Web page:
Dehydration: Sports and other vigorous activities can cause excessive fluid loss from perspiration. This kind of dehydration increases the likelihood of "true" cramps. These cramps are more likely in warm weather and can be an early sign of heat stroke. Chronic volume depletion of body fluids from diuretics (medicine that promote urination) and poor fluid intake may act similarly to predispose to cramps in seniors. Sodium depletion has also been associated with cramps. Loss of sodium, the most abundant chemical constituent of body fluids outside the cell, is usually a function of dehydration.
Body fluid shifts: "True" cramps also may be experienced in other conditions that feature an unusual distribution of body fluids. An example is cirrhosis of the liver, with fluid in the abdominal cavity (ascites). Similarly, cramps are a relatively frequent complication of the rapid body fluid changes that occur during artificial kidney treatment (hemodialysis).
Low blood calcium, magnesium: Low blood levels of either calcium or magnesium directly increase the excitability of both the nerve endings and the muscles they stimulate. This may be a predisposing factor for the spontaneous "true" cramps experienced by many older adults, as well as for those that are commonly noted during pregnancy. Low levels of calcium and magnesium are common in a normal pregnancy unless these minerals are supplemented to the diet. Cramps are seen in any circumstance that decreases the availability of calcium or magnesium in body fluids, such as from diuretics, hyperventilation (overbreathing), excessive vomiting, inadequate calcium and/or magnesium in the diet, inadequate calcium absorption due to vitamin D deficiency, poor function of the parathyroid gland (a tiny gland in the neck that regulates calcium balance), and other conditions.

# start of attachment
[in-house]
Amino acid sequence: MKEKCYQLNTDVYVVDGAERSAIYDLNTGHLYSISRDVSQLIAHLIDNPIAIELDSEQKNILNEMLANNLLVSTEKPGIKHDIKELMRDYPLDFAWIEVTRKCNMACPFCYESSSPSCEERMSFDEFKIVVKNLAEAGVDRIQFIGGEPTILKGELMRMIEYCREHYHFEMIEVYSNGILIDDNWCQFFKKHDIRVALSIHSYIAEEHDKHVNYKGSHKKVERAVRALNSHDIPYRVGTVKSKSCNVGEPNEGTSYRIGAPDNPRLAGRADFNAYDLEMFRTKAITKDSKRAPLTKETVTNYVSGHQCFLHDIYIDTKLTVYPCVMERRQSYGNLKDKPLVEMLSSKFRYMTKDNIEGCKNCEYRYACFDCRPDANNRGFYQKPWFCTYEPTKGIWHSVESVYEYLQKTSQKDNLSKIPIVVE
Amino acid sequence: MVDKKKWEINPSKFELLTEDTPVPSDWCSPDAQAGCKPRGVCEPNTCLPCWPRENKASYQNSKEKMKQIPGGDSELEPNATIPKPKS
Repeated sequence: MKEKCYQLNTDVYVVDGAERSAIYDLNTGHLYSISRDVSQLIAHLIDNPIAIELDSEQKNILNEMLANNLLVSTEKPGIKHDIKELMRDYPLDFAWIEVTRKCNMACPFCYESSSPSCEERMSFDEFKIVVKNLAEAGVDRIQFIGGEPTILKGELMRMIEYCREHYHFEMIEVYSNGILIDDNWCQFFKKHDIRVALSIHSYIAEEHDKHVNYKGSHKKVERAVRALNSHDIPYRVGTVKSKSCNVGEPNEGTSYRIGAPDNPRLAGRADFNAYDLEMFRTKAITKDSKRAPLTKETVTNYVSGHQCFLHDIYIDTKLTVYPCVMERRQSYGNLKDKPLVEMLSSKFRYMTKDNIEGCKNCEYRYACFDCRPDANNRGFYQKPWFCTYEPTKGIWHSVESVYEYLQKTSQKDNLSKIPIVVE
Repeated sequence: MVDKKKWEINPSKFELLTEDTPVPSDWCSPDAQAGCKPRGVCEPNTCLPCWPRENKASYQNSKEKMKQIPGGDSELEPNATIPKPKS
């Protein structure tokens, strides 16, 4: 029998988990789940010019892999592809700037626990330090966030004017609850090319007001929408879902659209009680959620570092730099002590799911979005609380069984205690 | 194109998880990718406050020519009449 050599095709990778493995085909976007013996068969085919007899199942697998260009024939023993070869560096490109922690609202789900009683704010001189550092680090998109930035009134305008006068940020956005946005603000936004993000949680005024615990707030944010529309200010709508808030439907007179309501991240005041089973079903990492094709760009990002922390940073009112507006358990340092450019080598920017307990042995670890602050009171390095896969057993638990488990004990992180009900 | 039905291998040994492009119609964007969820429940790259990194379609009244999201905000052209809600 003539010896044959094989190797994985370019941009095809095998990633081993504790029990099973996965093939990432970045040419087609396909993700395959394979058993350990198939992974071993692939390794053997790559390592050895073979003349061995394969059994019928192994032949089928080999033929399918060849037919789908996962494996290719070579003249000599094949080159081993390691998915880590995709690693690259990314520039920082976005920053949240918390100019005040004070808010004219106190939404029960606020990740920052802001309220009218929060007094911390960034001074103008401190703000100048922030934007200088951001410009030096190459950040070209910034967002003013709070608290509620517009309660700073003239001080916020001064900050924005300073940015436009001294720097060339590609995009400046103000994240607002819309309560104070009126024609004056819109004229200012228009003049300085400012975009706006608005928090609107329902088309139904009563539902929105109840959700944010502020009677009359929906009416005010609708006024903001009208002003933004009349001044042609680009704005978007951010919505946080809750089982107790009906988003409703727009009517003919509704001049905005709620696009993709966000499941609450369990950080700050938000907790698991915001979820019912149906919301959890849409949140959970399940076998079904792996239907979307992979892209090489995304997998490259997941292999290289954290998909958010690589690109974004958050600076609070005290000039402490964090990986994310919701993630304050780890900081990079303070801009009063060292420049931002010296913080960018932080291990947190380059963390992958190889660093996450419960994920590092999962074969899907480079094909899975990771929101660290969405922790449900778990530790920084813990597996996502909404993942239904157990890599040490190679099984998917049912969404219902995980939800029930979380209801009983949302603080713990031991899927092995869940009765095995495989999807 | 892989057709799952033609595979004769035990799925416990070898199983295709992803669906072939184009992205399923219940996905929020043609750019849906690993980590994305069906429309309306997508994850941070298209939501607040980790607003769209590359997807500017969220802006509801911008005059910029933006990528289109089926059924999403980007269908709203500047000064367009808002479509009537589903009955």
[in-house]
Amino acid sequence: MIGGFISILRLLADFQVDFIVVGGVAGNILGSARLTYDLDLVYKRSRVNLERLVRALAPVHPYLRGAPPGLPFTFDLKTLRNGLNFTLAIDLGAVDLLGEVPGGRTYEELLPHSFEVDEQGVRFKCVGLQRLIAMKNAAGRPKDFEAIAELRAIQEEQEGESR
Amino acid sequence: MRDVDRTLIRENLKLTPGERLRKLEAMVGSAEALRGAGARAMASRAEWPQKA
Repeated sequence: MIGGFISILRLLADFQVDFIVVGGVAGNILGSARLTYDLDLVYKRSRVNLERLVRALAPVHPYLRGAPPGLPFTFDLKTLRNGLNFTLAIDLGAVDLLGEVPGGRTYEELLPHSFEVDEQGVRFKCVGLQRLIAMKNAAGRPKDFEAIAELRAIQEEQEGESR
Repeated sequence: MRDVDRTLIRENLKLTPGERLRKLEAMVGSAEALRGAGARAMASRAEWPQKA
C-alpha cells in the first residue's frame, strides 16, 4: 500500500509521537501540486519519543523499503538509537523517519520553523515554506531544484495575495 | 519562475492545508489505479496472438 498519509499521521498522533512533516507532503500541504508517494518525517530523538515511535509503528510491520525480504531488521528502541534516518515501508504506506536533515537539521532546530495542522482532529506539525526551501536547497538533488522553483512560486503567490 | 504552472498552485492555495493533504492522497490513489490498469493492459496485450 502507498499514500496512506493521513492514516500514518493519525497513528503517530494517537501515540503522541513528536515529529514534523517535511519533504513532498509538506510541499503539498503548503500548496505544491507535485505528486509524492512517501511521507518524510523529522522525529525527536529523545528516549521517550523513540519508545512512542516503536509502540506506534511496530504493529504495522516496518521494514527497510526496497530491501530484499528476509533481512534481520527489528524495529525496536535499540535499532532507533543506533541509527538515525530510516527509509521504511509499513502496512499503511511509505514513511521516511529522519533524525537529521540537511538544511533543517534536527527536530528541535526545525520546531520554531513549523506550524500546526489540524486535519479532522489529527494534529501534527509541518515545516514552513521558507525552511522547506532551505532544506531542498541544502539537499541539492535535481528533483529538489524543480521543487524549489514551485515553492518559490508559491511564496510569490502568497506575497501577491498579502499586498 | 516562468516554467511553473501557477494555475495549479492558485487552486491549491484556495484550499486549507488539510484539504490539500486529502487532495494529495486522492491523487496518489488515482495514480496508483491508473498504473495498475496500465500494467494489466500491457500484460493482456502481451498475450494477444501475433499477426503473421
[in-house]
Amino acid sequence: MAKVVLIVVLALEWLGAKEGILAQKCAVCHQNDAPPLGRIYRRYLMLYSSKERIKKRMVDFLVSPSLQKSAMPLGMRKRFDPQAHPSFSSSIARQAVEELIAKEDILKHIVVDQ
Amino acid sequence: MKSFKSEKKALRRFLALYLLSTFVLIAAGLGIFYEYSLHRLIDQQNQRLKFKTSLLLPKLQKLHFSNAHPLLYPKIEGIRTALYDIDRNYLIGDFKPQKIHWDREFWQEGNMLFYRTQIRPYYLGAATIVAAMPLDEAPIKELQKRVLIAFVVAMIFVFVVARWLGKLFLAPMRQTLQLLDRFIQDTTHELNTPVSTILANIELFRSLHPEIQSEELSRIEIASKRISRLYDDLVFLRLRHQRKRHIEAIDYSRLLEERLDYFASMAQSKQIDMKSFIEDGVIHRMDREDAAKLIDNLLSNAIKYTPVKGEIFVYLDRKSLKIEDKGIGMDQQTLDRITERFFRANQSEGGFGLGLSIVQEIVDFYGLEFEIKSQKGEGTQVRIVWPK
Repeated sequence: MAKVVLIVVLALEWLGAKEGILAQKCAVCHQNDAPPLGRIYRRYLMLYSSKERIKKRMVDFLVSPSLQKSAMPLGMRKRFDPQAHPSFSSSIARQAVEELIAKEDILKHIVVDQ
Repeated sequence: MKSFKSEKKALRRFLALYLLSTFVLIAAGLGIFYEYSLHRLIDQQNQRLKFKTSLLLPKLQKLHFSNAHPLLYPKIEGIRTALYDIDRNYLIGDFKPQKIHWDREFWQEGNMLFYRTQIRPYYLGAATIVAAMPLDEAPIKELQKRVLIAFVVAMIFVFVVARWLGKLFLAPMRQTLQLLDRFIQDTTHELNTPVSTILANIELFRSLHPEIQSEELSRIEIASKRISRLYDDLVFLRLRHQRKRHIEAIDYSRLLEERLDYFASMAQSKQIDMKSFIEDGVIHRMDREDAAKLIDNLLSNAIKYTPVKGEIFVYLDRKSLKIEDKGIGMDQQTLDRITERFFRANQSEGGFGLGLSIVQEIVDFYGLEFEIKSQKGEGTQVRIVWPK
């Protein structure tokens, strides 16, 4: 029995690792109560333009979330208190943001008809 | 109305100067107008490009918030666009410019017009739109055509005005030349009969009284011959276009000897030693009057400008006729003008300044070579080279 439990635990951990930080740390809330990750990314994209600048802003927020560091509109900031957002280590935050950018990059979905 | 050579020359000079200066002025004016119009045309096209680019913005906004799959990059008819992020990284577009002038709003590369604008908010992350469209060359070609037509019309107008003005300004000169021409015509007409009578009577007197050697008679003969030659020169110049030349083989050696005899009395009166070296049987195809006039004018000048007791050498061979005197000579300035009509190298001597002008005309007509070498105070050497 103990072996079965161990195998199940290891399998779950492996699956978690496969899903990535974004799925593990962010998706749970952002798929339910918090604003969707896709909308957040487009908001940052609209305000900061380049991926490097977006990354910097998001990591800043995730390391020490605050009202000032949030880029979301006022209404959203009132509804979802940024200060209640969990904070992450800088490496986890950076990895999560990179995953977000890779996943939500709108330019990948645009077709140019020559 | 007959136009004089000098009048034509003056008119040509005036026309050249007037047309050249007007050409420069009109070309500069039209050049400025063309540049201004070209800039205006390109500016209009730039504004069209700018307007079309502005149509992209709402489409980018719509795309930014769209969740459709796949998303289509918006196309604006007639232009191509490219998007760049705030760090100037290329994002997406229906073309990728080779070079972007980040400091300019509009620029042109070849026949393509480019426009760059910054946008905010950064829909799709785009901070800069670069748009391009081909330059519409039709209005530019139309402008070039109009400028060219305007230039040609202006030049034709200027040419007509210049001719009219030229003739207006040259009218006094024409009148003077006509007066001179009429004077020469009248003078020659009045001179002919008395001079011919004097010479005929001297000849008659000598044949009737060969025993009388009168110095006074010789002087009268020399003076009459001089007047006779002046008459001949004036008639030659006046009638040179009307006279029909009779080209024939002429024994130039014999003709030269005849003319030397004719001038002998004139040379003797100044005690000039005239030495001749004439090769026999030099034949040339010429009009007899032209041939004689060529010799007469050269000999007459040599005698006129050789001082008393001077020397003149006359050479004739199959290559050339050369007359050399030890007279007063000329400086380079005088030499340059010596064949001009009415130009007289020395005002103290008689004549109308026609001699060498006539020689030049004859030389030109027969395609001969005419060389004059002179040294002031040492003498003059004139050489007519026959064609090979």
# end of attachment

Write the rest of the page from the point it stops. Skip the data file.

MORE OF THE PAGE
Low potassium: Low potassium levels occasionally cause muscle cramps, although it is more common for low potassium to be associated with muscle weakness.
In tetany, all of the nerve cells in the body are activated, which then stimulate the muscles. This reaction causes spasms or cramps throughout the body. The name tetany is derived from the effect of the tetanus toxin on the nerves. However, the name is now commonly applied to muscle cramping from other conditions, such as low blood levels of calcium and magnesium. Low calcium and low magnesium, which increase the activity of nerve tissue nonspecifically, also can produce tetanic cramps. Often, such cramps are accompanied by evidence of hyperactivity of other nerve functions in addition to muscle stimulation. For instance, low blood calcium not only causes spasm of the muscles of the hands and wrists, but it can also cause a sensation of numbness and tingling around the mouth and other areas.
Sometimes, tetanic cramps are indistinguishable from "true" cramps. The accompanying changes of sensation or other nerve functions that occurs with tetany may not be apparent because the cramp pain is masking or distracting from it.
Contractures result when the muscles are unable to relax. The constant spasms are caused by a depletion of adenosine triphosphate (ATP), an energy chemical within the cell. This prevents muscle fiber relaxation. The nerves are inactive in this form of muscle spasm.
borrowed info from mednet
09-15-2008, 09:30 PM